Hands on with the T-Mobile G1
An in-depth and hands-on look at the phone everyone's talking about
First Look The G1’s looks, specifications and, crucially, launch date have already been widely reported. So, that just leaves one question on everyone’s lips: what’s the Android-based talker actually like to use?
The home screen on T-Mobile's G1
At yesterday’s launch, Register Hardware tested the phone and we quickly found ourselves immersed in the new, but somehow strangely familiar, world of Google’s Android platform.
If you’ve used the iPhone or a Windows Mobile 6.1 handset before, then you’ll feel at home with Android because it seems to incorporate elements from both rival platforms.
For example, the G1’s home screen lets users move their most frequently used application icons, such as camera, wherever they like. Each time an icon’s moved, haptic feedback makes the phone gently vibrate. The clock’s position can also be moved.
Icons on the application sub-menu can be moved around
More applications than those shown on the home screen are hidden away in a collapsible sub-menu, which lists everything from Google Maps and Messaging, to a bizarre animal game called Krystle II. Each icon’s position can be moved about onscreen or dragged off and plopped onto the home screen.
Most of your list seem to be either criticisms of the providers plans, or the lack of features that plenty of other smartphones don't have either.
I agree with everyones criticisms of the visual aspect of this phone, but then I thought the whole point of Android was that it was supposed to be a platform not a single phone model (so the cheapness of the build is surely on the shoulders of HTC rather than Google). But lets face it, why would HTC invest big bucks on the design of a phone for a new unproven platform... they are testing the waters to judge the reaction to the Android UI before they make any serious investment. Apple on the other hand controls both the hardware and software for the iPhone, and as such they needed to pay as much attention to the physical appeal not just the UI.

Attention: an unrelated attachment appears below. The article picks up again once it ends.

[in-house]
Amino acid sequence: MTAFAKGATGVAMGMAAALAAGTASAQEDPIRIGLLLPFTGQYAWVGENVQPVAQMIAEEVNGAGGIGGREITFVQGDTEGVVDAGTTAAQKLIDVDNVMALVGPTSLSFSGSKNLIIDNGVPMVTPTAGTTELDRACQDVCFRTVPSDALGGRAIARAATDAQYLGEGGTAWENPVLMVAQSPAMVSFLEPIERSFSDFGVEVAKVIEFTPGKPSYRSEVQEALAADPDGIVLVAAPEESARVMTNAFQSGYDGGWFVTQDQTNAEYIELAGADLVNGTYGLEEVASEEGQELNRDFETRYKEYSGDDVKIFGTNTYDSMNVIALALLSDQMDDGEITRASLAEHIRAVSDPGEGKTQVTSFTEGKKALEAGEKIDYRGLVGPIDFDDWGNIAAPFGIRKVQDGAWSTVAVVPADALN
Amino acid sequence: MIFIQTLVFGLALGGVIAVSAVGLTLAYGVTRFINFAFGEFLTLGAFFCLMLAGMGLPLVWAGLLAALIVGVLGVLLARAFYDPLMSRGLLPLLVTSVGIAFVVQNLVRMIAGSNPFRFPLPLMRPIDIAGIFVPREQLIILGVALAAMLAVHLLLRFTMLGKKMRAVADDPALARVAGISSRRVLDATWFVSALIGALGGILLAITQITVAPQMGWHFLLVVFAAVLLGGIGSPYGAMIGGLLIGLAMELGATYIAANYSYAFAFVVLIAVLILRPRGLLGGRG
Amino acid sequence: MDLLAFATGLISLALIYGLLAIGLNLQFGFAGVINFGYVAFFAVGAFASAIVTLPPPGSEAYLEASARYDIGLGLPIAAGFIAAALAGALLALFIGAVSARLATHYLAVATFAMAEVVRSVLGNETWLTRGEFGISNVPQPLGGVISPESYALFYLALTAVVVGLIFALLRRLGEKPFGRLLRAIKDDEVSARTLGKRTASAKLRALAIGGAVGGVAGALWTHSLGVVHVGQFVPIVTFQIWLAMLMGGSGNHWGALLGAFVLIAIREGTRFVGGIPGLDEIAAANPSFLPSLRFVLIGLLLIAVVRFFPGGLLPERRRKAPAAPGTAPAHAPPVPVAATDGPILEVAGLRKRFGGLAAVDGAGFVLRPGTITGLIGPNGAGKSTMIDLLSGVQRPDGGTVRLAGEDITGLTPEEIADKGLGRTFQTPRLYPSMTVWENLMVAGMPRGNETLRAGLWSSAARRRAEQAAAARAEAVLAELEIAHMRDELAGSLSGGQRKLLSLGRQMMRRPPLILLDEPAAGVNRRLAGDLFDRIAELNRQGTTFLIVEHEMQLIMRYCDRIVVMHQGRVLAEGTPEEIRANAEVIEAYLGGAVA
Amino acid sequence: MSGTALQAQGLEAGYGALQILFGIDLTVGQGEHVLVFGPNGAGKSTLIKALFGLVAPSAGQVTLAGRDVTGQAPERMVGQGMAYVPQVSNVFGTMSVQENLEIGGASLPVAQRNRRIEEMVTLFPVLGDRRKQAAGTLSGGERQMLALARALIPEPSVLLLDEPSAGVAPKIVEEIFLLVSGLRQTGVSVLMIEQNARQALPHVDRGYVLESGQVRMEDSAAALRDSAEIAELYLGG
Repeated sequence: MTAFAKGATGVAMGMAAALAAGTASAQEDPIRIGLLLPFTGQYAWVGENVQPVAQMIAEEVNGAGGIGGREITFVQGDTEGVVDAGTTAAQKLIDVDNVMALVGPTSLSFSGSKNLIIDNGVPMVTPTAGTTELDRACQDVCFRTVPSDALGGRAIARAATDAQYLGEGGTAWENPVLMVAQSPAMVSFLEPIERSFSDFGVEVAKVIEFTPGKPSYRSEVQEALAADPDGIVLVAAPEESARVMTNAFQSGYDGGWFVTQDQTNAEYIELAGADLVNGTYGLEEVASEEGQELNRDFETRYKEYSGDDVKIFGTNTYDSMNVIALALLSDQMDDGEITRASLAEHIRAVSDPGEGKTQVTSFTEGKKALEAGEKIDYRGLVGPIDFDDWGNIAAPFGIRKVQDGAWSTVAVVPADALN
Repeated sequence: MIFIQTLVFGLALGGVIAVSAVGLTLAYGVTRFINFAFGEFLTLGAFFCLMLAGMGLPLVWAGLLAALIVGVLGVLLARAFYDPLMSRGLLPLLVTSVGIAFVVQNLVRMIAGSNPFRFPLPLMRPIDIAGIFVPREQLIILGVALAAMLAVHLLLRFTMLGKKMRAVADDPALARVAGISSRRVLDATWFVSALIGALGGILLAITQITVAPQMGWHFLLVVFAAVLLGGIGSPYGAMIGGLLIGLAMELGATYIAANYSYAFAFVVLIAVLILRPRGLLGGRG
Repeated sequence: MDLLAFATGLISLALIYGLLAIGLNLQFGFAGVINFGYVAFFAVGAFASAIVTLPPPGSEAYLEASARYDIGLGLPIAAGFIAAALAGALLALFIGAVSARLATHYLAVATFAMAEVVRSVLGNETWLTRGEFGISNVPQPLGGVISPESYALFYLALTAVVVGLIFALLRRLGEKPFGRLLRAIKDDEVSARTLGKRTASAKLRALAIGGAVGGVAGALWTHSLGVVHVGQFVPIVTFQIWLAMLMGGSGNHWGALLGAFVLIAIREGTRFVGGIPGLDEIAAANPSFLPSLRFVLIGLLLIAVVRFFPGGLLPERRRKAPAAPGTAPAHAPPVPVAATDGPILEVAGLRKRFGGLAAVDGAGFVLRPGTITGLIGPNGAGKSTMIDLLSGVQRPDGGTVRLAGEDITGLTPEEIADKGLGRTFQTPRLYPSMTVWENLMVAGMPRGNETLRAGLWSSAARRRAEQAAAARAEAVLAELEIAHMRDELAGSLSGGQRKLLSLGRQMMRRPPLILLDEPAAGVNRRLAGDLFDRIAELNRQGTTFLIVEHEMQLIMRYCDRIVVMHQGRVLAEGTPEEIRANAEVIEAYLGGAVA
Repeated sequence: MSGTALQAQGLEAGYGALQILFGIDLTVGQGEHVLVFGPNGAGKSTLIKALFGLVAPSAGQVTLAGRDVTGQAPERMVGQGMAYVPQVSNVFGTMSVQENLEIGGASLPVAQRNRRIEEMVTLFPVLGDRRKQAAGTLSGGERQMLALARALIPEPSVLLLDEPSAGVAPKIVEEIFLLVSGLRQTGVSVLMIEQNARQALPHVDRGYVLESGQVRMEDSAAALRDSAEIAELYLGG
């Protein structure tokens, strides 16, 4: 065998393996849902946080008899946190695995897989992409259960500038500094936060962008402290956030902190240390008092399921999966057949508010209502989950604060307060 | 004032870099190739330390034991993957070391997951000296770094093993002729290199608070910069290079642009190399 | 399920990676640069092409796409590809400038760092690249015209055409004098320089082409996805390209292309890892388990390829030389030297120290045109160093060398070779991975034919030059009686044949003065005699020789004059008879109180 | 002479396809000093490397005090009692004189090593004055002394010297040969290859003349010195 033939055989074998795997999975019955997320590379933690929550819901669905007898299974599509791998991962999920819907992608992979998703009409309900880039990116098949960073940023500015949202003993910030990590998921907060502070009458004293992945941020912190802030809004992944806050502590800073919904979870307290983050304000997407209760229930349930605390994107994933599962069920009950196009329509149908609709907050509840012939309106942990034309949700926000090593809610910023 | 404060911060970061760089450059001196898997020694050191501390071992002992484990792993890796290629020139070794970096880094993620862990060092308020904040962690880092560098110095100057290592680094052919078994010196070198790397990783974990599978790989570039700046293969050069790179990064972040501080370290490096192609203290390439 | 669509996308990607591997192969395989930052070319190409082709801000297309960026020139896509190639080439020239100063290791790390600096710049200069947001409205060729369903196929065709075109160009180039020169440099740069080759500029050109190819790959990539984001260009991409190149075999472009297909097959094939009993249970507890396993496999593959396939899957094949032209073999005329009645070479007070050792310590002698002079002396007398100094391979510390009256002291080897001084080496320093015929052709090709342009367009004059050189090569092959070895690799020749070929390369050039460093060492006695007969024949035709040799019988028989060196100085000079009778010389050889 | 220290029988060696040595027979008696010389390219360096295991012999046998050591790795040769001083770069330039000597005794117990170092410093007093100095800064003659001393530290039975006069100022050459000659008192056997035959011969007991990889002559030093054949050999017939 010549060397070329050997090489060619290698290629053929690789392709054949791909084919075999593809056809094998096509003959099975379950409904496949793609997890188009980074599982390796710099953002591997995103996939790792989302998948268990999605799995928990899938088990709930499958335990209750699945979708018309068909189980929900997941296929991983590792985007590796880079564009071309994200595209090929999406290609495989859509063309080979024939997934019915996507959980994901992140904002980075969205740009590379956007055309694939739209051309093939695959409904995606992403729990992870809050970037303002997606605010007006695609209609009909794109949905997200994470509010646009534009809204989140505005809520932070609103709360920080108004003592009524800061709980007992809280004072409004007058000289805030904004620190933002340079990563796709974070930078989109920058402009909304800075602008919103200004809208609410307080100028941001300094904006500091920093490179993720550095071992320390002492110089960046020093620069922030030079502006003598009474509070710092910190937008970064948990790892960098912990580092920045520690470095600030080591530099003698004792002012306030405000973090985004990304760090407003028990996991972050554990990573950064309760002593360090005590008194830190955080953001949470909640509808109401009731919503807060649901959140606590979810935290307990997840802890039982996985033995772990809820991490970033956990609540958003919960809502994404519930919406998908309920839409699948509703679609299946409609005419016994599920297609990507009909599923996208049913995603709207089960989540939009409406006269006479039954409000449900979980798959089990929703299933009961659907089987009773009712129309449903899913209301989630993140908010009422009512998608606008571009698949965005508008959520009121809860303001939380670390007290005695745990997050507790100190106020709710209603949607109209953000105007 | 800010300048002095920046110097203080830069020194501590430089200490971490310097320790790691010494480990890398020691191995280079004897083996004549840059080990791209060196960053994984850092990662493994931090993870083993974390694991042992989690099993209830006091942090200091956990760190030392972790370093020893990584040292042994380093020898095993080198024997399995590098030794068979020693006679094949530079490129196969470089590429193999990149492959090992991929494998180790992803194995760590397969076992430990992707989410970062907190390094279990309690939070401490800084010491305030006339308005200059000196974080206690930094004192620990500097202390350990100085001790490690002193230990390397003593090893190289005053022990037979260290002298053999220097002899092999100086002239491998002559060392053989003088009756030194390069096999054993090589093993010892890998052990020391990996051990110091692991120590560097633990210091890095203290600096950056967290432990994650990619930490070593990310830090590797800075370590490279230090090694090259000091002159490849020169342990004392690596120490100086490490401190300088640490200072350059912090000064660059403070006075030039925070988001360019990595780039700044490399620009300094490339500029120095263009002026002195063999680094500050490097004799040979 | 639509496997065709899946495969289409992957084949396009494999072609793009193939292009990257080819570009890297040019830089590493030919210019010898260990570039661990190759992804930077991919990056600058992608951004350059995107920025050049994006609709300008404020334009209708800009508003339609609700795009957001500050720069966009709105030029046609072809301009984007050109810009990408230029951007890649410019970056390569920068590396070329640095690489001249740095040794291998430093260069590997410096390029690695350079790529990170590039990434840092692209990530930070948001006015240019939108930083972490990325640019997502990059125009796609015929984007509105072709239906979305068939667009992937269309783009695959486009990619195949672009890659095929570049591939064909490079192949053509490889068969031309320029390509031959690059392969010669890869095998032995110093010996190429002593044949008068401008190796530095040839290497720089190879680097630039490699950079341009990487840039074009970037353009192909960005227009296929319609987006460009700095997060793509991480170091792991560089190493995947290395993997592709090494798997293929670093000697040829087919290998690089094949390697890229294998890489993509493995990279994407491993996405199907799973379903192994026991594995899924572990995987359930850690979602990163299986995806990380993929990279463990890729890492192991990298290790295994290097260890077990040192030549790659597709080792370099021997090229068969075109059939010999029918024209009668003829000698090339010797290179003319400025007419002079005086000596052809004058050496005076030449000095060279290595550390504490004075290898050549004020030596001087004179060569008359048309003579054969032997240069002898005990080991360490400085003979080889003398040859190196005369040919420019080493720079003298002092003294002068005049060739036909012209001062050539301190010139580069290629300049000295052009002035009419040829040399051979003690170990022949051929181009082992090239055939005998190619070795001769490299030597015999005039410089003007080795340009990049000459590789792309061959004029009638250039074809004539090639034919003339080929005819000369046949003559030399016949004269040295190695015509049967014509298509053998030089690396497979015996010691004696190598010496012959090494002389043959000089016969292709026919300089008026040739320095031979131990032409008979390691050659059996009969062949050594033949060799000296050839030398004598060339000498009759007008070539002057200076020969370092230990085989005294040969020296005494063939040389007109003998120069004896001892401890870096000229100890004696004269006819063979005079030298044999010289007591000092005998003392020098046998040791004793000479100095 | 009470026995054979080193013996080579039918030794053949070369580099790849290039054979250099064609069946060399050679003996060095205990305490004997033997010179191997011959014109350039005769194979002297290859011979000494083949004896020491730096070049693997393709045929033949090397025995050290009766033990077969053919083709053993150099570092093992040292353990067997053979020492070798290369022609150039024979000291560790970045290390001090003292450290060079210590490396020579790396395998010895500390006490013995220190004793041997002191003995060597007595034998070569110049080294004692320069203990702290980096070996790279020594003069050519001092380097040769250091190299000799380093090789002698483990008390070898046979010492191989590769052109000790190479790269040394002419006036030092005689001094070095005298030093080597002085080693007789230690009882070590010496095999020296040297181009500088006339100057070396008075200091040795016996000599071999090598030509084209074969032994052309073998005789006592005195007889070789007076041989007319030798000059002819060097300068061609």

So while I won't be rushing to buy this particularly ugly phone, I will be reserving my judgment on Android until I've had a chance to play with it. I'm also hoping that as someone suggested, Android gets ported to some of the other HTC devices (I'd love to try it out on my current HTC WM6 phone).
As for Google, I'm no fanboi... I've started using Scroogle and while I do use Google Docs for some things, I'd never use it for anything personal or sensitive.
I don't suppose there's any chance that one day in the future I might be able to buy the phone of my choice and install the OS of my choice on it, like I can with a PC (excluding Apple OS's, of course, but then I always do).
So what's it's USP?
I thought this was to be the FOSS alternative to the closed source approach of Apple and Microsoft? yet it's on contract, will be locked down and there's lots of commercial applications.
It just looks to me like a Google clone of Windows Mobile with some iPhone features on typically badly designed ugly hardware.
Trackballs? why not force users to plugin a mouse and be done with it. A properly designed mobile interface does not need trackballs and millions of buttons. A keyboard is justified if the device comes with mobile office software.